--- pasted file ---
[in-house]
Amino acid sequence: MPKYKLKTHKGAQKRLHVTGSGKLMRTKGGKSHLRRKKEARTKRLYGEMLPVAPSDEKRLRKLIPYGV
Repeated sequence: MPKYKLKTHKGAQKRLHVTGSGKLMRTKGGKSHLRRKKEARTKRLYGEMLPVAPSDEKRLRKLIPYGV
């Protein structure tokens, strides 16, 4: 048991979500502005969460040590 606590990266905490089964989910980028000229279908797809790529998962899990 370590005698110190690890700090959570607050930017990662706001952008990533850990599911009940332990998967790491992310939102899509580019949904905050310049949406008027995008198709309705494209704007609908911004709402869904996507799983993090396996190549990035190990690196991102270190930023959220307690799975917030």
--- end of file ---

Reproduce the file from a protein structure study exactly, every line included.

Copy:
[in-house]
Amino acid sequence: MPKYKLKTHKGAQKRLHVTGSGKLMRTKGGKSHLRRKKEARTKRLYGEMLPVAPSDEKRLRKLIPYGV
Repeated sequence: MPKYKLKTHKGAQKRLHVTGSGKLMRTKGGKSHLRRKKEARTKRLYGEMLPVAPSDEKRLRKLIPYGV
């Protein structure tokens, strides 16, 4: 048991979500502005969460040590 606590990266905490089964989910980028000229279908797809790529998962899990 370590005698110190690890700090959570607050930017990662706001952008990533850990599911009940332990998967790491992310939102899509580019949904905050310049949406008027995008198709309705494209704007609908911004709402869904996507799983993090396996190549990035190990690196991102270190930023959220307690799975917030």